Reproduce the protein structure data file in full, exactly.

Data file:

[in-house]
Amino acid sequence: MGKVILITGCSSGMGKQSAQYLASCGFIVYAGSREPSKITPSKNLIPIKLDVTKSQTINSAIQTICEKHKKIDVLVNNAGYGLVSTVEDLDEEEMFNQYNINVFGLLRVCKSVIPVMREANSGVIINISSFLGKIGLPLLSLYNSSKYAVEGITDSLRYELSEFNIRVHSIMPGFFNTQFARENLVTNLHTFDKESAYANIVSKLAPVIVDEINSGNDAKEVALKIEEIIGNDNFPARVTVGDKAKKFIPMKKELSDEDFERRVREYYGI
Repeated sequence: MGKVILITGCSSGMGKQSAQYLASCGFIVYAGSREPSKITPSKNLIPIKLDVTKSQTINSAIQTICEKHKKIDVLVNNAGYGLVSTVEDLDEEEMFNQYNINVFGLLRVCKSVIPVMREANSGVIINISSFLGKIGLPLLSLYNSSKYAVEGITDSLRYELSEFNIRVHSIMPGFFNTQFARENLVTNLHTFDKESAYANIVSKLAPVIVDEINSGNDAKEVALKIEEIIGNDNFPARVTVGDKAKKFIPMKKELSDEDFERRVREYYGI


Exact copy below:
[in-house]
Amino acid sequence: MGKVILITGCSSGMGKQSAQYLASCGFIVYAGSREPSKITPSKNLIPIKLDVTKSQTINSAIQTICEKHKKIDVLVNNAGYGLVSTVEDLDEEEMFNQYNINVFGLLRVCKSVIPVMREANSGVIINISSFLGKIGLPLLSLYNSSKYAVEGITDSLRYELSEFNIRVHSIMPGFFNTQFARENLVTNLHTFDKESAYANIVSKLAPVIVDEINSGNDAKEVALKIEEIIGNDNFPARVTVGDKAKKFIPMKKELSDEDFERRVREYYGI
Repeated sequence: MGKVILITGCSSGMGKQSAQYLASCGFIVYAGSREPSKITPSKNLIPIKLDVTKSQTINSAIQTICEKHKKIDVLVNNAGYGLVSTVEDLDEEEMFNQYNINVFGLLRVCKSVIPVMREANSGVIINISSFLGKIGLPLLSLYNSSKYAVEGITDSLRYELSEFNIRVHSIMPGFFNTQFARENLVTNLHTFDKESAYANIVSKLAPVIVDEINSGNDAKEVALKIEEIIGNDNFPARVTVGDKAKKFIPMKKELSDEDFERRVREYYGI